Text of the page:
There were 2,262 households out of which 24.8% had children under the age of 18 living with them, 52.8% were married couples living together, 8.0% had a female householder with no husband present, and 36.7% were non-families. 33.7% of all households were made up of individuals and 18.4% had someone living alone who was 65 years of age or older. The average household size was 2.18 and the average family size was 2.78.
In the city the population was spread out with 19.8% under the age of 18, 5.6% from 18 to 24, 23.1% from 25 to 44, 27.6% from 45 to 64, and 23.9% who were 65 years of age or older. The median age was 46 years. For every 100 females there were 82.9 males. For every 100 females age 18 and over, there were 78.0 males.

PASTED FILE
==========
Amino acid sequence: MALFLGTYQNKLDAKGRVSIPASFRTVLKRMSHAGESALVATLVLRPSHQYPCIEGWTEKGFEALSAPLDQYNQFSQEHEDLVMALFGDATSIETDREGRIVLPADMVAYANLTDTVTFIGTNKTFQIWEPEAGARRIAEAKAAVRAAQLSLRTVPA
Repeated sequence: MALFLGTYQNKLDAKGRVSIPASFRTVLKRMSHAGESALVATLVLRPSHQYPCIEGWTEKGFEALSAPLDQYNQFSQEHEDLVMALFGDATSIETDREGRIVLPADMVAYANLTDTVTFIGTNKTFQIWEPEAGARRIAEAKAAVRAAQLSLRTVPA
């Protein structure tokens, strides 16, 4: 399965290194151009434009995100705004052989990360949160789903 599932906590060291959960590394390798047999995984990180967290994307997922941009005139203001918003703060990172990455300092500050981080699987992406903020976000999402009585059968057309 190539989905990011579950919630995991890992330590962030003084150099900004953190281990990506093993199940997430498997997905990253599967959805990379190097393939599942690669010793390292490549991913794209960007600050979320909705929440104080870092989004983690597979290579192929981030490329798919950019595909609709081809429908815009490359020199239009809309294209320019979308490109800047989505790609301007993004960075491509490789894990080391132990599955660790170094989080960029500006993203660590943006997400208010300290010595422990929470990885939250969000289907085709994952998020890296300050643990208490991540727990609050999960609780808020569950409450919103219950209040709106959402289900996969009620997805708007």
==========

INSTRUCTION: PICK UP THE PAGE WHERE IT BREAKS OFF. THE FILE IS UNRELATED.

The median income for a household in the city was $36,630, and the median income for a family was $47,808. Males had a median income of $40,597 versus $25,229 for females. The per capita income for the city was $23,416. About 4.2% of families and 6.7% of the population were below the poverty line, including 11.0% of those under age 18 and 5.4% of those age 65 or over.
St. Clairsville is currently home to St. Clairsville High School, Middle School, and Elementary School. The St. Clairsville mascot is a Red Devil. The mascot has been a point of contention due to concern over satanic overtones, but in fact references a nickname for local coal miners. The miners would emerge covered in a red dust due to the red clay present at a local mine in an area dubbed Hell's Kitchen. The school system serves grades Pre-K to 12.
St. Mary's Central School